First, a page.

Comprehensive Guide To DAGs: How Is It Different To Blockchains?


Despite having been introduced by the enigmatic creator of Bitcoin Satoshi Nakamoto in 2018, Blockchain only hit the mainstream after 2015 when Bitcoin’s hype exploded to prominence. The interest surrounding Bitcoin is what experts consider now as “Blockchain 1.0.” Later on, “Blockchain 2.0” was coined when Ethereum, was developed by Vitalik Buterin and his peers. Now, some believe that the world is at the precipice of the “Blockchain 3.0.” This is because the market has supposedly found the innovative technology that best suits the name in DAG protocols or DAGs.

What are DAGs?

DAG, or Directed Acyclic Graph, is a common framework in mathematics and computer science but has since found its way to the world of Blockchains and cryptocurrencies. It is a data structure framework that utilizes topological ordering mostly used for scheduling, data compression, data processing, and optimal route navigation searches. Despite still definitively in its early stages DAG is already being touted by many as the more scalable replacement for the now arguably getting-stale Blockchain tech.

To the informed, the name DAG itself already tells a lot. The acronym alone already indicates that it is a graph with no cycles but a definite direction. Simply put, many think of DAG as an intermediate in the Blockchain creation process as some of its blocks are interconnected in an orderly manner represented by edges. However, what most think of as DAG’s greatest trait is that it only involves transactions and could ultimately facilitate without the mining process. This particular trait has earned DAG the moniker of a Blockless data ledger that only stores transactions, thus, eliminating the necessity for miners and its treacherous and costly process.

With that being said, DAG successfully reduces the transaction time by a large margin, all the while improving Blockchain tech’s bottlenecked scalability. That is precisely why many now consider DAGs as the future of Blockchain.

How does it work?

While the conventional Blockchain system resembles a chain, DAG’s integrated system looks more like a graph, making data storage more efficient while also taking less transaction processing times. Some even see its structure as tree-like, with several interconnected nodes on each side acting as its branches. This means that each node can have more than a single root, thus, allowing for more transaction validation processes to occur at the same given time. Simply put, DAG can process new transactions even with the previous ones still ongoing, unlike today’s Blockchain tech. That may be, it is still worth pointing out that DAG’s transactions also need to reference the transactions before it before they get officially accepted by the network – much like Blockchains.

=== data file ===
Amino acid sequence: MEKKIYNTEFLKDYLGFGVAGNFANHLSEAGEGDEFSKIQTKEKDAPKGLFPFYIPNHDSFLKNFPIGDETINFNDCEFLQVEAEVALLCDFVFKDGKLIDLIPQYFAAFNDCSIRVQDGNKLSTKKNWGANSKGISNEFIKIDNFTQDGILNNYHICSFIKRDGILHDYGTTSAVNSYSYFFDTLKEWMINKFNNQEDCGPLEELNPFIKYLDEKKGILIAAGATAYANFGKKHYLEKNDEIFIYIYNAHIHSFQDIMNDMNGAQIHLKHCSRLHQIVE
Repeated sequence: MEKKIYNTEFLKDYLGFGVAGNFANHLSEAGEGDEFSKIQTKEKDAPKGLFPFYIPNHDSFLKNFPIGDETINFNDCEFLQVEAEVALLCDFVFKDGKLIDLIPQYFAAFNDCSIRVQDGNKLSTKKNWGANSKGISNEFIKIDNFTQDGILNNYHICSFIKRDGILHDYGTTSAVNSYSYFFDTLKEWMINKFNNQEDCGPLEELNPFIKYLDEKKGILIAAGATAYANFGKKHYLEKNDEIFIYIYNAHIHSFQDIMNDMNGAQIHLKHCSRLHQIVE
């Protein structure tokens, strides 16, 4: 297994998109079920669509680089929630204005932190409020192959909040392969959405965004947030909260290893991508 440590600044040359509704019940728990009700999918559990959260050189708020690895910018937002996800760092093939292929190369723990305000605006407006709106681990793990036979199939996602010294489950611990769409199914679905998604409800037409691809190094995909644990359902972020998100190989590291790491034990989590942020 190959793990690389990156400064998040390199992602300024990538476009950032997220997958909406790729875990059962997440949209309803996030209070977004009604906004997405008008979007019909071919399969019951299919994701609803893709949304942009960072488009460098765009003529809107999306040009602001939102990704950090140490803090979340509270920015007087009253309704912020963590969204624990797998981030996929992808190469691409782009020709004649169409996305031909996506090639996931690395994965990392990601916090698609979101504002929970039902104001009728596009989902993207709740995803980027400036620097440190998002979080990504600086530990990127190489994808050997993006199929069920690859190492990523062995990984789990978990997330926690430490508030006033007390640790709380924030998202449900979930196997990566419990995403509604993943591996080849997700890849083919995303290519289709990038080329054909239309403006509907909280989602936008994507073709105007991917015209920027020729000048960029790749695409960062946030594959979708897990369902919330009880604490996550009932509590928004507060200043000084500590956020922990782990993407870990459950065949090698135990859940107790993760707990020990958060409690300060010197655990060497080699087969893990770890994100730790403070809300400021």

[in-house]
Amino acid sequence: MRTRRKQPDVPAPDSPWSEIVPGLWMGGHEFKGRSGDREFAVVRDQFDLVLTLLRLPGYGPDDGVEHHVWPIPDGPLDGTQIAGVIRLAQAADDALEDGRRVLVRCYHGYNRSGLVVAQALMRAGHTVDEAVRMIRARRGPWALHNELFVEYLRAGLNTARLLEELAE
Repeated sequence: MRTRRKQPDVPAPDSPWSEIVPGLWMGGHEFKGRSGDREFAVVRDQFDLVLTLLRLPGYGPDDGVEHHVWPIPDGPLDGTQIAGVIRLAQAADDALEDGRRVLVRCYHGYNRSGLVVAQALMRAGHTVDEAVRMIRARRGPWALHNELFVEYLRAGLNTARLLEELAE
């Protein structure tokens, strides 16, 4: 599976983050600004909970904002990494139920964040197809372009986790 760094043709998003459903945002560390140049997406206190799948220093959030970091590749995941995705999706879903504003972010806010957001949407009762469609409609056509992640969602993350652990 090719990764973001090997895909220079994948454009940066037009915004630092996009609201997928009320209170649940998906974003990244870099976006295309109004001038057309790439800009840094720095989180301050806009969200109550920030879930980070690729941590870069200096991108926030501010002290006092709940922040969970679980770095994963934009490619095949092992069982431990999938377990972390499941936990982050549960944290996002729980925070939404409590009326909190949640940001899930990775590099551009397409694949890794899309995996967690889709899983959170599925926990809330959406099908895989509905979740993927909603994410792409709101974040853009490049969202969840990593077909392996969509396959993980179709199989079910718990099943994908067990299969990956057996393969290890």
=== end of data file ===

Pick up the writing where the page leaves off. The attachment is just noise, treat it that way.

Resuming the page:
As mentioned briefly above, DAGs do not possess blocks. It is independent of mining processes as each vertex represents one transaction. In a DAG, transactions are built on top of one another – not sorted together like blocks. This makes it so that DAGs can reference multiple transactions at one instead of just one after the other.

Is it better than Blockchain?

In a perfect world, DAGs are ultimately better than Blockchains. The DAG model is designed specifically to address Blockchain technology’s most glaring weaknesses, namely its poor scalability, usability, security, and decentralization. DAG’s transaction speeds are way faster than Blockchain due to its elimination of the mining process and block creation. This translates to lesser fees as there would be no miners while also consuming much lesser energy, making it a definite hit to environmentalists. Notably, the crypto and Blockchain scene has seen significant downs brought by several environmental concerns primarily due to its overwhelming energy consumption – DAGs could potentially be the answer to that.

With all that in mind, it needs to be pointed out that DAGs in the crypto industry are still well-within their early stages. Unlike the more established Blockchain technology we have today, DAGs aren’t fully decentralized yet and undoubtedly still need further testing and implementation. As such, as promising as it may sound, they are only primarily used for network upstarts still. It is not yet a system that can be freely used to establish a stable network.

Will it replace Blockchain?

Say that experts could make DAGs stable and more decentralized. Then we could see them replace today’s Blockchain tech sooner rather than later. Not only do DAGs solve most of Blockchain’s issues, but they could also provide several more benefits unique for themselves.

Nevertheless, the ultimate goal here is to create a thriving ecosystem in which users can freely use Distributed Ledger Technologies, much like DAG protocols, which suit their business needs while remaining interconnected at the same time. Users should have the freedom to choose whether they want DAG or Blockchain, private or public, centralized or decentralized, so long as they achieve their business’s set goals. As appealing as DAGs appear to be, it should just be another option for people to choose from and not the mandatory tech everyone should adhere to.


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